Challenges facing Michigan local governments

Since the late 1990’s Michigan local governments have experienced significant fiscal setbacks in their ability to provide critical public services to the residents of Michigan.

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Since the late 1990’s Michigan local governments have experienced significant fiscal setbacks in their ability to provide critical public services to the residents of Michigan. This shortfall in public services has real impacts on people’s lives from deteriorating roads and infrastructure, a lack of public safety in some communities and even extreme events like the Flint water crisis. 

Recent Governors budgets and the Legislative actions have been a welcome change in trends since 2020. That said, there is still a significant gap between the revenue needs and revenue availability for local governments in Michigan. This gap was built over the last several decades and won’t be resolved in a few budget cycles. The state should continue its most recent actions to invest in local governments as key partners. Local governments are not merely another special interest group; they represent one component of the system that is Michigan government. 

A note should be taken regarding the current state of local finances in 2023 following on from the global pandemic and 2020 recession. In the last two years, local governments have been able to exercise fiscal responsibility and build fund balances despite the structural problems in the local public finance system.   These short-term gains in local fiscal health do not mean that the problems are resolved. The one-time Federal stimulus programs including the CARES Act and ARPA have been an important stabilizer during the pandemic crisis.  

The current local public finance system has serious flaws that restrict local revenues and continue to pile on state mandates for costs. The architects of the Michigan local public finance system are the Michigan constitution, the legislature through statues, the Michigan Department of Treasury through rule making and enforcement and local governments themselves through charters, ordinances, and resolutions. It is a very complex system to untangle, and one must be careful about unintended consequences.   

Local public finance system

The Michigan local public finance system is built on a three-legged stool. The first leg of the stool is state revenue sharing. State revenue sharing makes sense in economic terms. It is more efficient for taxpayers for the state to collect taxes and then redistribute those monies to local governments. The problem is that some of the money is subject to the legislative discretion. This discretion has meant major reductions in state revenue sharing over the last two decades. It is estimated that over the past twenty years $8.3 billion has been lost relative to what was promised. In fact, if you look at this from an inflation adjusted standpoint, state revenue sharing dollars purchasing power has fallen even more. From this perspective, local governments are down almost $13 billion in purchasing power between 2000 and 2022.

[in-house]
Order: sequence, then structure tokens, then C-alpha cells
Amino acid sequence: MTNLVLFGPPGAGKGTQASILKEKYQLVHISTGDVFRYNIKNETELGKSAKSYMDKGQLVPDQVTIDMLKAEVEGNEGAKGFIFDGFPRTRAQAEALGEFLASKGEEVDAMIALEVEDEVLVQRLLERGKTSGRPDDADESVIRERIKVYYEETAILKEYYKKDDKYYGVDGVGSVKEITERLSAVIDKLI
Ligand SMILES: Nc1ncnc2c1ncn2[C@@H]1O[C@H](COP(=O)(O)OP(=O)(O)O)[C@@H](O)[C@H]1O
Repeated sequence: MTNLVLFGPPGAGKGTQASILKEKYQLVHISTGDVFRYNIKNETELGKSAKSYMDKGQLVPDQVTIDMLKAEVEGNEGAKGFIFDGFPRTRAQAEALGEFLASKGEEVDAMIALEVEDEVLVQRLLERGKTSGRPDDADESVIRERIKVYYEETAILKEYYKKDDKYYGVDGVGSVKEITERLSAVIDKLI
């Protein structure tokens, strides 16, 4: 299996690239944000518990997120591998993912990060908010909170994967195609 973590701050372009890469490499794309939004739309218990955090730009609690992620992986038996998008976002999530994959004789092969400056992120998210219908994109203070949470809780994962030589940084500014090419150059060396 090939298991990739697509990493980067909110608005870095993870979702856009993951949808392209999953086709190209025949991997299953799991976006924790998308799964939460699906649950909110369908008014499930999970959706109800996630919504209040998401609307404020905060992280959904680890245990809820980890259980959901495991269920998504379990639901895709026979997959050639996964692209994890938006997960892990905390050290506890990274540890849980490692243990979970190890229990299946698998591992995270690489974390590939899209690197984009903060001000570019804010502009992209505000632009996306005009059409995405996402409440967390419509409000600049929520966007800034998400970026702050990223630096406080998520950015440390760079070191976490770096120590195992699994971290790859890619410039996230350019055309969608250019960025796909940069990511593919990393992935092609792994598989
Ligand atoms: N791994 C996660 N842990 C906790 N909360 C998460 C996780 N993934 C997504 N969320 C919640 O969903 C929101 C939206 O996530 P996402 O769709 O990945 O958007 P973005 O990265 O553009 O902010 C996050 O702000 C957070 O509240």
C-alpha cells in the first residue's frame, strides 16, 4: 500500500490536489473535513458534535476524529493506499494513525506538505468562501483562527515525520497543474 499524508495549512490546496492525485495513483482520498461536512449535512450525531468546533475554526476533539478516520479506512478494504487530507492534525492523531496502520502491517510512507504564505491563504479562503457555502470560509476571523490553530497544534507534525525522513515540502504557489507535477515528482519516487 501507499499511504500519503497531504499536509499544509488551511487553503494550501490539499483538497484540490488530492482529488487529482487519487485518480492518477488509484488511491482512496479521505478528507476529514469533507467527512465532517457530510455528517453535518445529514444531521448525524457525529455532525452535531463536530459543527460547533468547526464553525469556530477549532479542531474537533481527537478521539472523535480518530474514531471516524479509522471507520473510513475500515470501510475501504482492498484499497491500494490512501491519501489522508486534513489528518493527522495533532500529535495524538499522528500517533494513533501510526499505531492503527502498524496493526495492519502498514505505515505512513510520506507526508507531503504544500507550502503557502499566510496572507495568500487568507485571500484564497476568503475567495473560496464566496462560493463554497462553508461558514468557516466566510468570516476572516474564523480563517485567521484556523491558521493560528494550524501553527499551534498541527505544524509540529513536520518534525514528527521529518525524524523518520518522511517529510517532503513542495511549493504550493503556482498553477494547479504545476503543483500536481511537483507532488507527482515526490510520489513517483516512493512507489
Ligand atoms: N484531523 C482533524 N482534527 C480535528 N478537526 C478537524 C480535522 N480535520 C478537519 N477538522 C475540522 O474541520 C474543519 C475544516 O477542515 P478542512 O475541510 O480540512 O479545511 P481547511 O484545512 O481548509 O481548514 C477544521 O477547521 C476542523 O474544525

The second leg of the stool is local property taxation. All local governments collect some form and level of property taxes. This system is heavily impacted by state decisions to regulate and limit both the rate and level of collection along with who and what can be taxed. The state has continually cut local property tax revenues with carve outs and rarely replaced such revenue.  

Local governments have been able to offset some state revenue sharing reductions with local property taxes especially extra-voted millages, Headlee overrides or greenfield growth. Property tax revenues have grown over the past twenty years despite Michigan having some of the most restrictive laws with regards to property taxation in the nation. This growth has not kept pace with inflation and in fact both counties and cities are short almost $1 billion in each over the past twenty years in property tax purchasing power.   

State revenue sharing cuts and property tax cuts do not hit all communities equally. It is certainly true that some communities can withstand state cuts, but many other cannot. Our general estimate is that any community with a taxable value of less than $20,000 per person is subject to potential fiscal distress. Our work has shown that at least 10 percent of Michigan cities fall in this category and are potentially at-risk. These communities cannot afford to offset state cuts with local purchasing power and thus are at risk of fiscal distress. It requires extremely nimble leadership to manage these difficult structural constraints. This is the primary explanation for why Michigan so many communities in fiscal distress following from the global financial crisis in 2008-09. 

For example, the city of Flint can levy one mill and raise $700,000 in property tax revenue. In contrast, one mill in Ann arbor raises $6.6 million. The same tax burden does not equate to the same amount of buying power for each city. This is especially problematic given that Flint public services are much more expensive to provide than Ann Arbors. Our legacy cities are crucial to the future of the state. We need policies that promote reinvestment and growth and fiscal stability for these communities. We see advances occurring in Detroit but that same progress is needed in Saginaw, Flint, Highland Park, Benton Harbor, and many other communities.